1st New managers in training camps are Billy Herman with Pittsburgh, Muddy Ruel with the Browns, Bucky Harris with the Yankees, and Johnny Neun at Cincinnati. Neun had ended 1946 as manager of the Yankees after both Joe McCarthy and Bill Dickey had quit.
In anticipation of the signing of the first black players, Bill Veeck, a resident of Phoenix, had set up a spring training camp there for the Cleveland Indians. Arizona was chosen because of its relatively tolerant racial climate. During the season, Veeck will sign the first AL black player, Larry Doby, who will train at the Arizona camp. The Giants also set up camp in Arizona, while the Dodgers moved their training camp from Florida to Havana.
8th In Havana’s new Stadium del Cerro, the Dodgers, behind three pitchers, beat the Yankees in 10 innings, 1–0. Carl Furillo scores on Pete Reiser’s double, and Snuffy Stirnweiss’s 10th-inning single is the only Yankee hit. On hand to watch is Connie Zimmerman, an associate of mobster Lucky Luciano, and a racing handicapper, Memphis Engelberg. As Burt Solomon writes, “Durocher points out the men to sports writers Dick Young and Milt Gross, saying, ‘Look at that. If I had those guys in my box, I’d be kicked out of baseball. Are there two sets of rules? One applying to managers and one applying to club owners.’ When asked about if the men are his guests, Dodger GM Larry MacPhail snaps, ‘What are you. The goddam FBI?’ MacPhail calls Durocher a liar, and in a bizarre turn, later files charges against the manager with the commissioner’s office.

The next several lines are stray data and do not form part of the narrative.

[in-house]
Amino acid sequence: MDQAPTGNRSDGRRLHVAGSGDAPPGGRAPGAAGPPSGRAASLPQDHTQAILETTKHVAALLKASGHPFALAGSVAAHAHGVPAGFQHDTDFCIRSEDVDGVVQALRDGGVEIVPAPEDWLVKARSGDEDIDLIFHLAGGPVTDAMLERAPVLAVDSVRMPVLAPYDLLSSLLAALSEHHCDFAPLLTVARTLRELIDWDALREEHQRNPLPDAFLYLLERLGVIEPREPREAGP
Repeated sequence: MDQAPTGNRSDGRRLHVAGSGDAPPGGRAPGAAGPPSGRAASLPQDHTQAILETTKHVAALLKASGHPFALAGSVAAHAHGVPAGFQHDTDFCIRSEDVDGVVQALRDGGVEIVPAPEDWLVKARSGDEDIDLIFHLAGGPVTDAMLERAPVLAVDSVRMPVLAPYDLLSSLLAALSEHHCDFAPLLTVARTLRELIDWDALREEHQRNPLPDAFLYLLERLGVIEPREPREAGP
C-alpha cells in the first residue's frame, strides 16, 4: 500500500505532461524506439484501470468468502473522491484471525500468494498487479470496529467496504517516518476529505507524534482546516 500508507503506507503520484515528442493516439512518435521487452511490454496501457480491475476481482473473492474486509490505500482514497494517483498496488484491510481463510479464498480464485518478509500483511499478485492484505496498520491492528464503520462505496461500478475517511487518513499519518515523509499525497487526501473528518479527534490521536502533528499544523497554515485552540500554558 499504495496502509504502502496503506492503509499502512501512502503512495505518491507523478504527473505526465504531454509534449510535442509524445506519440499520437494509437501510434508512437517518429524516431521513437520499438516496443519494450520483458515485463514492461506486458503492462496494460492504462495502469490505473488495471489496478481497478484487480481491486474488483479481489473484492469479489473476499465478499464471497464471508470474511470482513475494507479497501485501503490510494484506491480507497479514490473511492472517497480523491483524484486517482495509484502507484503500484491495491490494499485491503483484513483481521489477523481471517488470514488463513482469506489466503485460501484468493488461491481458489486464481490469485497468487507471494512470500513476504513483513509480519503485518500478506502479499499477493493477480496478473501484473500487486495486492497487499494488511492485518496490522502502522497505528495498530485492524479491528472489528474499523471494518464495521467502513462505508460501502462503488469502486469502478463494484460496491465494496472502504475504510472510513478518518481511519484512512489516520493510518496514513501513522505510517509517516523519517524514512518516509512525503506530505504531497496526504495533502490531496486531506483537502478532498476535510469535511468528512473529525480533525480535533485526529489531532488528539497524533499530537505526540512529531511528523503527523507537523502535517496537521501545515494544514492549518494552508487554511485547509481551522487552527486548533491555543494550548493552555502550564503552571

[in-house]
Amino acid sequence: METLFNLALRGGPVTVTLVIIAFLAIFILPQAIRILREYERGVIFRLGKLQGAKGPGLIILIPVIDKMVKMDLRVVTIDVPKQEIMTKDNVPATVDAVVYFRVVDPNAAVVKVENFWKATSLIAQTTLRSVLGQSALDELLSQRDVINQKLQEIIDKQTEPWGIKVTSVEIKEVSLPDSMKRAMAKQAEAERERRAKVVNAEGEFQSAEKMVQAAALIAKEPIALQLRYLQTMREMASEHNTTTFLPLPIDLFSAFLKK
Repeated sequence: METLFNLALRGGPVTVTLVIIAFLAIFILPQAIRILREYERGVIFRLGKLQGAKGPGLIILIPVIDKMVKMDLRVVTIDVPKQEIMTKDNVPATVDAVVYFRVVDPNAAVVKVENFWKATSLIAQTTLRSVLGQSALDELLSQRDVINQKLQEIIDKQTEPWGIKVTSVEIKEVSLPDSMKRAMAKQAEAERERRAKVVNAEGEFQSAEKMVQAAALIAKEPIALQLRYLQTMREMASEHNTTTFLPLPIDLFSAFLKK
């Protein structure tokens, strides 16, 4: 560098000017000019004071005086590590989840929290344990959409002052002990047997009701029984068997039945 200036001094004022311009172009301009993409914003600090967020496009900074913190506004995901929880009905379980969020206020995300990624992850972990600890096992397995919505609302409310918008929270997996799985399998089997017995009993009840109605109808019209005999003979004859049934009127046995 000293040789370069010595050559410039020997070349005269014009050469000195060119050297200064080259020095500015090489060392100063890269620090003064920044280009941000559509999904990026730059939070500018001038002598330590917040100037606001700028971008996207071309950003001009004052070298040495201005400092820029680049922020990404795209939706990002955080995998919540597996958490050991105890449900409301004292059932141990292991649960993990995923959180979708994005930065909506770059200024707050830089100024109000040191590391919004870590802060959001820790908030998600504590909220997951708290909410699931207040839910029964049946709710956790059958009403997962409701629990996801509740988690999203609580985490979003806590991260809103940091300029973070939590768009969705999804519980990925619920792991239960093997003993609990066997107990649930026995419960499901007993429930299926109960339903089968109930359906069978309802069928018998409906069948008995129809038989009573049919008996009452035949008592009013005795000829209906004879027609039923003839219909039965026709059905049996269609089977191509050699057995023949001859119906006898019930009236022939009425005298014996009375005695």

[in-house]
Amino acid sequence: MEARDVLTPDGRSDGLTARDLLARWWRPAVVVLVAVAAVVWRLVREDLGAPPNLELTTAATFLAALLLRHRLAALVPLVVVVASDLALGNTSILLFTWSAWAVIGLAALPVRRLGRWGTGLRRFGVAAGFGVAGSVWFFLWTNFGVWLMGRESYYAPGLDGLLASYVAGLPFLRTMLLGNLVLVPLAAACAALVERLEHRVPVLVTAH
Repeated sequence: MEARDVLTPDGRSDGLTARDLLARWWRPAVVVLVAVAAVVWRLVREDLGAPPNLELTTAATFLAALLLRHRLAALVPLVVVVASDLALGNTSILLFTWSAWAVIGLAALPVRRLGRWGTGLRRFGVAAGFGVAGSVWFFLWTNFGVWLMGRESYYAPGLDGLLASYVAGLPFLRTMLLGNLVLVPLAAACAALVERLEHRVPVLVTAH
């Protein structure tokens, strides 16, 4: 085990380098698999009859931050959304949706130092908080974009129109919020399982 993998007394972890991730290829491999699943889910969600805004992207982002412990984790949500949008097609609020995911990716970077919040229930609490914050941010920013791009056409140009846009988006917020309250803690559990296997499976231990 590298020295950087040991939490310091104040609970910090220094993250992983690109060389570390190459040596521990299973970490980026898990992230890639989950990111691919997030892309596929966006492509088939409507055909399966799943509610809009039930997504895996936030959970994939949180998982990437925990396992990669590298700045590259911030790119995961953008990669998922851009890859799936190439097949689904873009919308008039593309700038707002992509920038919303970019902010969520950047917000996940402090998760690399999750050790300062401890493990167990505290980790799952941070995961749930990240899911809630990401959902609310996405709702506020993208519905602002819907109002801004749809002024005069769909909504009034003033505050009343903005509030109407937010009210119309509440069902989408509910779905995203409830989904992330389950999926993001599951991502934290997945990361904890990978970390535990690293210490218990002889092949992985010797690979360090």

22nd The Phils purchase Buster Adams from the Cardinals, making it his third time with the Quakers. After the Phils traded him in 1945 to the Cards, he drove in 101 rubns for them that year. Last year he hit .185.
24th In a meeting at the Sarasota Terrace Hotel, Leo Durocher admits to Commissioner Happy Chandler that he sometimes bets on card games with Kirby Higbe.
26th Cleveland manager Lou Boudreau orders Johnny Price off the train at San Diego after Price lets loose two five-foot long snakes on the train from Los Angeles. A coach full of women returning from the American Bowling Congress is extremely upset by the prank. When Tribe owner Bill Veeck says that, “either the snakes go or Price goes,” the 35-year-old infielder’s days are numbered.